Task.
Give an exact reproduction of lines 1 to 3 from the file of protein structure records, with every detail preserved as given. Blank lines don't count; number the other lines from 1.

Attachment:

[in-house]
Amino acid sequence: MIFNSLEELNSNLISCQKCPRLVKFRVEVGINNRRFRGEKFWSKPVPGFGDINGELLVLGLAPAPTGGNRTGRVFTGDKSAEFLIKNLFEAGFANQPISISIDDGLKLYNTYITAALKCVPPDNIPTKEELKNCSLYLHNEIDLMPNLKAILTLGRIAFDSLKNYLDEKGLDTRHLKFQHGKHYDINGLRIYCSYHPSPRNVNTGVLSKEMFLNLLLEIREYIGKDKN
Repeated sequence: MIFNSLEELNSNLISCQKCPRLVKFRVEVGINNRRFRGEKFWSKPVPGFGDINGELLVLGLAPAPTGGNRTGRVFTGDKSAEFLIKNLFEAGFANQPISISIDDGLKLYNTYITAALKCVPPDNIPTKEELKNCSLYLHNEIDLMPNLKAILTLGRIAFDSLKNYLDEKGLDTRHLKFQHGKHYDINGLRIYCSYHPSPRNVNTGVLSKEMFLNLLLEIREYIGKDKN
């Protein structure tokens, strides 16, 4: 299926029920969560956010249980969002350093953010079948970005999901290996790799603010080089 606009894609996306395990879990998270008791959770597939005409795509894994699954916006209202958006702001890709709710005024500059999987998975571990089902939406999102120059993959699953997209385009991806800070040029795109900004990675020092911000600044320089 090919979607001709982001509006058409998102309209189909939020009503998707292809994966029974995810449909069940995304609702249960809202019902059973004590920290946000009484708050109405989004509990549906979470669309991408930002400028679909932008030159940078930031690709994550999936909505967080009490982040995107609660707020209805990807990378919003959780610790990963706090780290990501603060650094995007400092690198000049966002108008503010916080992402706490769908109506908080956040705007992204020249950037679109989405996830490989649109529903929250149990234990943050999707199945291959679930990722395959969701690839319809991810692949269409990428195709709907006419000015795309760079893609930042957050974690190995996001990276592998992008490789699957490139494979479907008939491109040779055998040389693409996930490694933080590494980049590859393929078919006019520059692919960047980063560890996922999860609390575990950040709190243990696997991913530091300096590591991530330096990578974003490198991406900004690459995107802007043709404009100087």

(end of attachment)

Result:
[in-house]
Amino acid sequence: MIFNSLEELNSNLISCQKCPRLVKFRVEVGINNRRFRGEKFWSKPVPGFGDINGELLVLGLAPAPTGGNRTGRVFTGDKSAEFLIKNLFEAGFANQPISISIDDGLKLYNTYITAALKCVPPDNIPTKEELKNCSLYLHNEIDLMPNLKAILTLGRIAFDSLKNYLDEKGLDTRHLKFQHGKHYDINGLRIYCSYHPSPRNVNTGVLSKEMFLNLLLEIREYIGKDKN
Repeated sequence: MIFNSLEELNSNLISCQKCPRLVKFRVEVGINNRRFRGEKFWSKPVPGFGDINGELLVLGLAPAPTGGNRTGRVFTGDKSAEFLIKNLFEAGFANQPISISIDDGLKLYNTYITAALKCVPPDNIPTKEELKNCSLYLHNEIDLMPNLKAILTLGRIAFDSLKNYLDEKGLDTRHLKFQHGKHYDINGLRIYCSYHPSPRNVNTGVLSKEMFLNLLLEIREYIGKDKN